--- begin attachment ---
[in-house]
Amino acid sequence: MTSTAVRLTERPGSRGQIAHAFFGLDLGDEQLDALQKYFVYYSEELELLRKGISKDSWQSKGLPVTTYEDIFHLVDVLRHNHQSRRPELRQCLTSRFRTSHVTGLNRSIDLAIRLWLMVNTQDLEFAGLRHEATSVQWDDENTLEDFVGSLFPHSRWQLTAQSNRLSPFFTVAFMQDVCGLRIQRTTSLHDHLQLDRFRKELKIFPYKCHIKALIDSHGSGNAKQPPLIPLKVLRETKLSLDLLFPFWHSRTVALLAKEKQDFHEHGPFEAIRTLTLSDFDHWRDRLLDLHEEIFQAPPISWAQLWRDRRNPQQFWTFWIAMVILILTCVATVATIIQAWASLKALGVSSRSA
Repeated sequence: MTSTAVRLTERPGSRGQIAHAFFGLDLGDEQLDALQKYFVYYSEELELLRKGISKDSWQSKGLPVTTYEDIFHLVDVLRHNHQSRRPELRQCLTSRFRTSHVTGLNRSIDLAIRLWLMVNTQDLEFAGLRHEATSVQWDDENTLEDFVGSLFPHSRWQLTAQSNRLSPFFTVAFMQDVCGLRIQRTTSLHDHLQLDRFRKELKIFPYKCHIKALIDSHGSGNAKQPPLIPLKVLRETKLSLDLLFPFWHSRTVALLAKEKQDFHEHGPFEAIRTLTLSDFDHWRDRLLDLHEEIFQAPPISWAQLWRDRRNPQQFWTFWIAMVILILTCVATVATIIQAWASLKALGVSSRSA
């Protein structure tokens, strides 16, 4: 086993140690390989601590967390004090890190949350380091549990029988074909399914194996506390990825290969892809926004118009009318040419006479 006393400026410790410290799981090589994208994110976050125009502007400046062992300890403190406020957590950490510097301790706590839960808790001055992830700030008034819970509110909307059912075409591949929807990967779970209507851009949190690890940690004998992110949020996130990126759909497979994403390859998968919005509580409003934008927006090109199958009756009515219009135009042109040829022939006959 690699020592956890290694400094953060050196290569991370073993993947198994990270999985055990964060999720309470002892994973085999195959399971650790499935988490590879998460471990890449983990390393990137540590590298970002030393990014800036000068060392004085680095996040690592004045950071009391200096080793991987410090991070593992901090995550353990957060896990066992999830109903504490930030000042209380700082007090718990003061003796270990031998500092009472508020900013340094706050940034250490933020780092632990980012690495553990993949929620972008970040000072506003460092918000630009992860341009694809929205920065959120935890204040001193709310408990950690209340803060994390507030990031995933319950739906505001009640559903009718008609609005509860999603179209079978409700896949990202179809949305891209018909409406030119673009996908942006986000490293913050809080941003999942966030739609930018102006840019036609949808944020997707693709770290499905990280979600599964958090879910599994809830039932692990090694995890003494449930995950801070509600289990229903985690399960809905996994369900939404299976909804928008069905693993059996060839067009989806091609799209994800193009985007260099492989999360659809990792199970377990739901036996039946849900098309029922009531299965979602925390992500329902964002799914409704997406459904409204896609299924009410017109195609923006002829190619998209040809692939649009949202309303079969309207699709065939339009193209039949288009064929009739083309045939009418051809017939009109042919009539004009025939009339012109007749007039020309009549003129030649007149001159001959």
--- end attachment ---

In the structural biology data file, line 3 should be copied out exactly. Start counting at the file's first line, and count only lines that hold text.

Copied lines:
Repeated sequence: MTSTAVRLTERPGSRGQIAHAFFGLDLGDEQLDALQKYFVYYSEELELLRKGISKDSWQSKGLPVTTYEDIFHLVDVLRHNHQSRRPELRQCLTSRFRTSHVTGLNRSIDLAIRLWLMVNTQDLEFAGLRHEATSVQWDDENTLEDFVGSLFPHSRWQLTAQSNRLSPFFTVAFMQDVCGLRIQRTTSLHDHLQLDRFRKELKIFPYKCHIKALIDSHGSGNAKQPPLIPLKVLRETKLSLDLLFPFWHSRTVALLAKEKQDFHEHGPFEAIRTLTLSDFDHWRDRLLDLHEEIFQAPPISWAQLWRDRRNPQQFWTFWIAMVILILTCVATVATIIQAWASLKALGVSSRSA